China Dive, a scuba diving organization
Yew Chung International School, where many affluent Chinese families, expatriates and diplomats send their children
Aquariums across ChinaThey Went After Industry Pledges
They asked hotels, restaurants, and airlines to stop serving, selling, and transporting shark products.They Involved the Government
WildAid regularly works with government officials and departments in China, and in other key countries such as the U.S., in order to keep them up-to-date on the issues. The Chinese government at the time was working to reduce corruption and conspicuous spending. Lavish state banquets that served shark fin soup were one sign of corruption—and so WildAid’s campaign was a means of achieving the government’s desire to appear more austere.They Leveraged $164 Million of Air Time
This campaign is one of the largest of its kind—ever. In 2013, WildAid secured $164 million of pro-bono media placement via state and private media partnerships in China.
The goal of the Packard Foundation’s Ocean Conservation program is to preserve “healthy oceans that support a diversity and abundance of marine life which can withstand pressures over time, providing people and communities with food, stable livelihoods and economic, social and cultural benefits.”
Sharks, as one of the top predators in the marine ecosystem, are an essential part of that vision. WildAid’s shark fin campaign has contributed significantly to the conservation of shark species targeted by the shark fin trade.Banned by the Government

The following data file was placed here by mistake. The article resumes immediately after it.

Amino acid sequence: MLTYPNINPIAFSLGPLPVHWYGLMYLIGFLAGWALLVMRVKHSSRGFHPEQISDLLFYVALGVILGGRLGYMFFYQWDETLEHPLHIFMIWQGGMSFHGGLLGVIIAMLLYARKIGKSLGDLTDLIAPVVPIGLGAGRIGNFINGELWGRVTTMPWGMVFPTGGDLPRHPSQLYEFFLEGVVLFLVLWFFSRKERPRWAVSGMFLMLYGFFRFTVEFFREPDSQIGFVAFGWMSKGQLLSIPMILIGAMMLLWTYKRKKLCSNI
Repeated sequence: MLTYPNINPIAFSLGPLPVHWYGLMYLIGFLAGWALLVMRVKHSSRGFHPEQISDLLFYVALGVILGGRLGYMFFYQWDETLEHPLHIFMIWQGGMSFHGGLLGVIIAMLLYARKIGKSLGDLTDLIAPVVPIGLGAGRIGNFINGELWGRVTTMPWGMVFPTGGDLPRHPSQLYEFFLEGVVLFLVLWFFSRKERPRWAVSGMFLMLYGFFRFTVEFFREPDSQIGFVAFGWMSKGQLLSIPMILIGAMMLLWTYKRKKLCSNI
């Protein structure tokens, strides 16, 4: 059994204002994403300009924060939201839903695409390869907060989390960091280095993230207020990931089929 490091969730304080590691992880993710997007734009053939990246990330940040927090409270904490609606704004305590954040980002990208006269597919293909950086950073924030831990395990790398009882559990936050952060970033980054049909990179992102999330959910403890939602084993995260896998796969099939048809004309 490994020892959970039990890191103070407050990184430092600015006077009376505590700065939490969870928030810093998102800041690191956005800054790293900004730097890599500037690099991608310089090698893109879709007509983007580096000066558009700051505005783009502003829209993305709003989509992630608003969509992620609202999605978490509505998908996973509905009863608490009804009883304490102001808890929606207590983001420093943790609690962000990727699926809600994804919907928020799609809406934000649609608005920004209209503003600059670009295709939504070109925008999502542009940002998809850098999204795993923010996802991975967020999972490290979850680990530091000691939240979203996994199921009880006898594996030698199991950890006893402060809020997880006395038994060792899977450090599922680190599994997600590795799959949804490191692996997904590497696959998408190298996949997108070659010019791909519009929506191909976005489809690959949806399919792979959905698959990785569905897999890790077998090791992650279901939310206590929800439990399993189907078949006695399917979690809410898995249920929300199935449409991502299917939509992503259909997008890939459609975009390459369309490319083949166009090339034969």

The Chinese government implemented a ban on shark fin from all state banquets in 2013 as part of its anti-corruption campaign. The Hong Kong government followed.Banned from Businesses
Twenty-four airlines, three shipping lines, and five hotel groups have banned shark fin from their operations.85% of Consumers Quit
Eighty-five percent of Chinese consumers surveyed online said they gave up shark fin soup within the past three years, and two-thirds of these respondents cited awareness campaigns as a reason for ending their shark fin consumption.82% Decline in Sales
Shark fin vendors in Guangzhou, China, report an 82 percent decline in sales and a decrease in prices (47 percent retail and 57 percent wholesale) over the past two years.80% Decline in Prices
The decline in demand caused prices for shark fins to plummet. The trade was no longer lucrative for shark fishermen. Recent surveys show a decline of 80 percent in prices paid to fishermen from 2007 levels in Tanjung Luar and Lombok in Indonesia and a decline of 19 percent in prices since 2002–03 in Central Maluku, Southeastern Maluku and East Nusa Tenggara.Falling Restaurant Orders
Of 20 Beijing restaurant representatives, 19 reported a significant decline in shark fin consumption. All agreed that WildAid PSAs featuring Yao Ming had “definitely raised awareness among customers.”
Get their attention.